The Kargil War revisited


Mohammad Jamil
THE entire world knows that India had lost the Kargil War, as it could not recapture an inch of
the territory earlier captured by Pakistan Army, and that Pakistan was pressurized by the then US President Bill Clinton to withdraw unconditionally, yet India celebrated the victory on 20th anniversary of Kargil war. Prime Minister of India Narendra Modi speaking at the event said: “Kargil victory was symbol of India’s might, determination and capability; wars are fought not by governments but by the whole country. The victory at Kargil still inspires the whole country…Kargil was victory of every Indian”. This claim is as ludicrous as was the recent claim of shooting down Pakistan’s F-16, and earlier winning 1965 war. According to reports, more than 500 Indian soldiers were killed in India’s attempt in May-July 1999 to clear military posts inside the Line of Control in Indian-occupied Kashmir.
The Kargil War was declared over on July 26, 1999, after the Pakistani troops had to withdraw after an agreement reached between the then President of the United States Bill Clinton and the then Pakistani Prime Minister Nawaz Sharif. Kargil War had lasted for about three months, and according to Indian media it all started when some local shepherds noticed some major activities in the foothills of the Kargil area on 03 May 1999 and the Indian Army was informed right away. According to their own account the Indian Army lost more than 500 officers and soldiers in the war and more than 1300 got critically injured. On the other hand, 400 Pakistani soldiers lost their lives when India bombed them during their withdrawal after President Bill Clinton had refused any talk on Kashmir issue with Nawaz Sharif unless Pakistan withdrew from area unconditionally. However, Pakistan lost at the table what it had gained on ground.
Aljazeera TV stated: “That year, Pakistan’s military and Kashmiri rebels occupied strategic positions on the Indian side of the de facto border between them (known as the Line of Control or LoC), prompting a counter offensive by India. The Kargil war, as it came to be known, lasted nearly three months, killed more than 500 Indian and nearly 400 Pakistani soldiers. While commenting on Kargil war, the Indian Express said: “An IAF pilot was almost ready to bomb Nawaz Sharif & Musharraf during Kargil war who were visiting base at Kargil in June 1999”. Bruce Riedel, President Clinton’s Special Assistant for South Asian affairs who played a key role in the US-Pakistan talks on the issue, said that after agreeing to withdraw Pakistani troops without any conditions, Mr. Sharif asked Mr. Clinton to play a role in resolving the Kashmir dispute.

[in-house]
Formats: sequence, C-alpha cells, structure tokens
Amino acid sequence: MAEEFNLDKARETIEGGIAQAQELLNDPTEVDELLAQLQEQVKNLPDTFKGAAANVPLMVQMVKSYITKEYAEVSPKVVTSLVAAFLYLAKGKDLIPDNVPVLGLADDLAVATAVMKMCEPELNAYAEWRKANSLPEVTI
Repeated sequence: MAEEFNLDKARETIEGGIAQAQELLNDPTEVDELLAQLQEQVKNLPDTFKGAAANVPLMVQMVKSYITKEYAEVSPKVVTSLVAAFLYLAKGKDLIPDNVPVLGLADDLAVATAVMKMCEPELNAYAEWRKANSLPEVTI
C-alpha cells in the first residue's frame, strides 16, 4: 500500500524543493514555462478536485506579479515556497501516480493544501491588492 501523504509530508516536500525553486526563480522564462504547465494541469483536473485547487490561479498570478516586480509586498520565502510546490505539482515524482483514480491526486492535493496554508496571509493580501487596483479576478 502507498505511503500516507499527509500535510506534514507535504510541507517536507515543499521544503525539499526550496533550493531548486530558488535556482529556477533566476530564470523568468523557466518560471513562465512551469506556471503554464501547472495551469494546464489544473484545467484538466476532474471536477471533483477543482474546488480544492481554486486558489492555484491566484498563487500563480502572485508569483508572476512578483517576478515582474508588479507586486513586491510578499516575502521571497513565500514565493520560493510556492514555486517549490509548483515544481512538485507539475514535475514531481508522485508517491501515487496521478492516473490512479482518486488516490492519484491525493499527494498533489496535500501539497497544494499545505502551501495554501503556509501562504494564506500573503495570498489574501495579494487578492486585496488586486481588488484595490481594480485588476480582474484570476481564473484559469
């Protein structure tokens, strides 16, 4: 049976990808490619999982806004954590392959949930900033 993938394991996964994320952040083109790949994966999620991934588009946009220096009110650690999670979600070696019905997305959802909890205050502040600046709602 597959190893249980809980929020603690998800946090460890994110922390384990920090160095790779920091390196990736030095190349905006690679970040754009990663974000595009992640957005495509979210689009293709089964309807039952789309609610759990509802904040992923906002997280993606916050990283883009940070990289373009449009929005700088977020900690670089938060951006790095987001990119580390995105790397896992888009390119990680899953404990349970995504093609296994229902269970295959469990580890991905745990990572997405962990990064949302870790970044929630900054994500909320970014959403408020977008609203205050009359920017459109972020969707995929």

He went on to say: “Mr. Clinton asked him to send an emissary to Washington once the Kargil crisis was over. Finally in September Nawaz Sharif sent his brother to Washington for the long-awaited discussions. Rick Inderfurth and I met with him for hours in his suite at the Willard Hotel. We tried to get a feel for how the Prime Minister wanted to pursue the Kashmir issue. Instead, Shahbaz Sharif only wanted to discuss what the US could do to help his brother stay in power. He all but said that they knew a military coup was coming”. From the Indian Express count, Nawaz Sharif and Pervez Musharraf had visited the base at Kargil in June, which means that there was complete understanding between Nawaz Sharif and Pervez Musharraf, but seeing the US pressure, Nawaz Sharif said that he was not taken into confidence before starting Operation Badr.
There is a perception that Kargil operation was started to avenge Sichen when in April 1984 India had airlifted troops in the region, what it claimed to pre-empt a Pakistani plan to occupy the territory. In 1984, Pakistan military was preoccupied on the western front since Soviet forces’ invasion of Afghanistan that Indian army occupied Siachen. The then COAS and President Zia-ul-Haq was focusing on the western border; hence he did not want to open another front. He had then said that Siachen is not important as there is no grass on Siachen. Anyhow, both countries had entered into negotiations maybe a dozen times, but to no avail. In 2005, the two sides were once again said to be nearing agreement to demilitarize the region, but again Indian military prevailed over the civilian government by insisting that India would lose the strategic advantage over Pakistan and China.
According to an agency report, in 2007 then Defence Minister Pranab Mukherjee while commenting on the dialogue had said that Pakistan was not willing to agree to an Indian proposal on the methodology of demilitarization. He said both sides agreed in principle to withdraw from their positions, but India wanted the troop positions delineated and authenticated in document. In 2004, India and Pakistan had started the composite dialogue but nothing concrete came out on Sir Creek, Siachen and Kashmir. After 9/11, India had tried to take advantage of preemptive paradigm adopted by the US, and more than once Indian and Pakistan forces were face to face on the borders. But the fear of nuclear attack makes adventurism less appealing. In the face of this reality, both countries being nuclear states should resolve the dispute to avert disaster, as war is not an option for them.
—The writer is a senior journalist based in Lahore.

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